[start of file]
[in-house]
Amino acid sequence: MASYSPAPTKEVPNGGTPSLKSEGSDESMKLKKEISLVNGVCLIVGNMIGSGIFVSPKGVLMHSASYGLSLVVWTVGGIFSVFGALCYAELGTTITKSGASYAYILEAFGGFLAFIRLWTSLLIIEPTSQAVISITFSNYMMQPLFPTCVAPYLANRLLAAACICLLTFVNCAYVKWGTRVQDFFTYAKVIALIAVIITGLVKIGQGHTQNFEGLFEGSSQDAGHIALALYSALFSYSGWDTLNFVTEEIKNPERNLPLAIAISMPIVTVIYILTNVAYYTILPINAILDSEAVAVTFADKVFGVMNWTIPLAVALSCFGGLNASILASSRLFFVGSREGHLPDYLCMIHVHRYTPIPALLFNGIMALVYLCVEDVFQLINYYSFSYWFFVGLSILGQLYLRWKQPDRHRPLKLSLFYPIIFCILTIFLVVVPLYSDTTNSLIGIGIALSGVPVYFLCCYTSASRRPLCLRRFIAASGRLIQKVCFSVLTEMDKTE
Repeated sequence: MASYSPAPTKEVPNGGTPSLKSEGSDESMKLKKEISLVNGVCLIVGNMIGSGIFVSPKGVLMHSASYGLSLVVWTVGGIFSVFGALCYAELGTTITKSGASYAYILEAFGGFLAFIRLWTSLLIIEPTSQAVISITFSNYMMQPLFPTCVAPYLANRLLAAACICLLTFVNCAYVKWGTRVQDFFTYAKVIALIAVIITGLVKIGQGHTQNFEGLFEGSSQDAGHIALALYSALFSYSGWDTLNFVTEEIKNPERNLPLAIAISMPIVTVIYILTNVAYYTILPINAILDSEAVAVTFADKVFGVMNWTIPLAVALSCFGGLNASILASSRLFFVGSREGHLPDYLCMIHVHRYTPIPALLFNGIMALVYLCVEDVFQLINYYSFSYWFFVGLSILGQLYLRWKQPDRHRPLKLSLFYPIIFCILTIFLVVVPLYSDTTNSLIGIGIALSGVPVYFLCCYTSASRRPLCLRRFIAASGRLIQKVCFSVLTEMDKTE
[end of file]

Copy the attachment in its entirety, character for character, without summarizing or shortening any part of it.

[in-house]
Amino acid sequence: MASYSPAPTKEVPNGGTPSLKSEGSDESMKLKKEISLVNGVCLIVGNMIGSGIFVSPKGVLMHSASYGLSLVVWTVGGIFSVFGALCYAELGTTITKSGASYAYILEAFGGFLAFIRLWTSLLIIEPTSQAVISITFSNYMMQPLFPTCVAPYLANRLLAAACICLLTFVNCAYVKWGTRVQDFFTYAKVIALIAVIITGLVKIGQGHTQNFEGLFEGSSQDAGHIALALYSALFSYSGWDTLNFVTEEIKNPERNLPLAIAISMPIVTVIYILTNVAYYTILPINAILDSEAVAVTFADKVFGVMNWTIPLAVALSCFGGLNASILASSRLFFVGSREGHLPDYLCMIHVHRYTPIPALLFNGIMALVYLCVEDVFQLINYYSFSYWFFVGLSILGQLYLRWKQPDRHRPLKLSLFYPIIFCILTIFLVVVPLYSDTTNSLIGIGIALSGVPVYFLCCYTSASRRPLCLRRFIAASGRLIQKVCFSVLTEMDKTE
Repeated sequence: MASYSPAPTKEVPNGGTPSLKSEGSDESMKLKKEISLVNGVCLIVGNMIGSGIFVSPKGVLMHSASYGLSLVVWTVGGIFSVFGALCYAELGTTITKSGASYAYILEAFGGFLAFIRLWTSLLIIEPTSQAVISITFSNYMMQPLFPTCVAPYLANRLLAAACICLLTFVNCAYVKWGTRVQDFFTYAKVIALIAVIITGLVKIGQGHTQNFEGLFEGSSQDAGHIALALYSALFSYSGWDTLNFVTEEIKNPERNLPLAIAISMPIVTVIYILTNVAYYTILPINAILDSEAVAVTFADKVFGVMNWTIPLAVALSCFGGLNASILASSRLFFVGSREGHLPDYLCMIHVHRYTPIPALLFNGIMALVYLCVEDVFQLINYYSFSYWFFVGLSILGQLYLRWKQPDRHRPLKLSLFYPIIFCILTIFLVVVPLYSDTTNSLIGIGIALSGVPVYFLCCYTSASRRPLCLRRFIAASGRLIQKVCFSVLTEMDKTE